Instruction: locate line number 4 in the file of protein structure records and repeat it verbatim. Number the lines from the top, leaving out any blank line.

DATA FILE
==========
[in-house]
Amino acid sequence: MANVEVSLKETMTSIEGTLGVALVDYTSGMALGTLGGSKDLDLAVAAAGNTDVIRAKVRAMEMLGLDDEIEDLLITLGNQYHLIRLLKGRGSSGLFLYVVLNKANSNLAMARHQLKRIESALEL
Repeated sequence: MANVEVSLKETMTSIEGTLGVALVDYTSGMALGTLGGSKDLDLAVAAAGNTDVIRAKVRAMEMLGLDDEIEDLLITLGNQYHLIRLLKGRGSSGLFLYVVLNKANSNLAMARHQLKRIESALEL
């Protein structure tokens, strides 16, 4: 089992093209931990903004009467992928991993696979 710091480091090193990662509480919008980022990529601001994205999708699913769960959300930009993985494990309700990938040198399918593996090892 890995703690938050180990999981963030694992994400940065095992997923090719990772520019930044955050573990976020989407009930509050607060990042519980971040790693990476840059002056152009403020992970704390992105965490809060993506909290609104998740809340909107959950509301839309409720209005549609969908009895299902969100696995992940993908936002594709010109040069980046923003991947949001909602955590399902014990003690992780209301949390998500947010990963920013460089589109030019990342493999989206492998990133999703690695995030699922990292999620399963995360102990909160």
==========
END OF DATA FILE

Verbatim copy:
């Protein structure tokens, strides 16, 4: 089992093209931990903004009467992928991993696979 710091480091090193990662509480919008980022990529601001994205999708699913769960959300930009993985494990309700990938040198399918593996090892 890995703690938050180990999981963030694992994400940065095992997923090719990772520019930044955050573990976020989407009930509050607060990042519980971040790693990476840059002056152009403020992970704390992105965490809060993506909290609104998740809340909107959950509301839309409720209005549609969908009895299902969100696995992940993908936002594709010109040069980046923003991947949001909602955590399902014990003690992780209301949390998500947010990963920013460089589109030019990342493999989206492998990133999703690695995030699922990292999620399963995360102990909160």